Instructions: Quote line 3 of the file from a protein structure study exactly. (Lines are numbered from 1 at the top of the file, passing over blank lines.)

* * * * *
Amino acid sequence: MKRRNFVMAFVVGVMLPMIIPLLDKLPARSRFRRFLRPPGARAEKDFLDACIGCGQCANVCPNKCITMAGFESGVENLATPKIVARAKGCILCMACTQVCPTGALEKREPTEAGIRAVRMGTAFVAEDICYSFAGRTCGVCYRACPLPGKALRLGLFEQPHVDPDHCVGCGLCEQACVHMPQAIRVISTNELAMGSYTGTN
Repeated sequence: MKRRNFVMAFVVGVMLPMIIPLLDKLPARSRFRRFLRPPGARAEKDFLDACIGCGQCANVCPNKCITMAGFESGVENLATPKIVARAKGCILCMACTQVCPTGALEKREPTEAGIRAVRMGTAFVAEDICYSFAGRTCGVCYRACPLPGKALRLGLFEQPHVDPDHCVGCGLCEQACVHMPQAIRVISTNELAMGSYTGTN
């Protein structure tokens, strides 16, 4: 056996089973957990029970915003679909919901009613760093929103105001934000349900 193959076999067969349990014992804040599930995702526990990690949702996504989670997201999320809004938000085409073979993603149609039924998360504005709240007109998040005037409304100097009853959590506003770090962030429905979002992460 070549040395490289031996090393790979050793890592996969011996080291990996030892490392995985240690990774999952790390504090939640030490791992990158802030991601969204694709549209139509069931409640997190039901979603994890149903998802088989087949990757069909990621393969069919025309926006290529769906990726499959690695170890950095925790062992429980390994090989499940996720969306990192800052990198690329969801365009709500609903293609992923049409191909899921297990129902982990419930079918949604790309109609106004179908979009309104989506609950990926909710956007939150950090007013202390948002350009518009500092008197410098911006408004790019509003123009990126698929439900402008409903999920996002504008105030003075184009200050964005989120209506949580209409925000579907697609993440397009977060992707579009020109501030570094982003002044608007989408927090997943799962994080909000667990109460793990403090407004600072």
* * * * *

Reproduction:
């Protein structure tokens, strides 16, 4: 056996089973957990029970915003679909919901009613760093929103105001934000349900 193959076999067969349990014992804040599930995702526990990690949702996504989670997201999320809004938000085409073979993603149609039924998360504005709240007109998040005037409304100097009853959590506003770090962030429905979002992460 070549040395490289031996090393790979050793890592996969011996080291990996030892490392995985240690990774999952790390504090939640030490791992990158802030991601969204694709549209139509069931409640997190039901979603994890149903998802088989087949990757069909990621393969069919025309926006290529769906990726499959690695170890950095925790062992429980390994090989499940996720969306990192800052990198690329969801365009709500609903293609992923049409191909899921297990129902982990419930079918949604790309109609106004179908979009309104989506609950990926909710956007939150950090007013202390948002350009518009500092008197410098911006408004790019509003123009990126698929439900402008409903999920996002504008105030003075184009200050964005989120209506949580209409925000579907697609993440397009977060992707579009020109501030570094982003002044608007989408927090997943799962994080909000667990109460793990403090407004600072």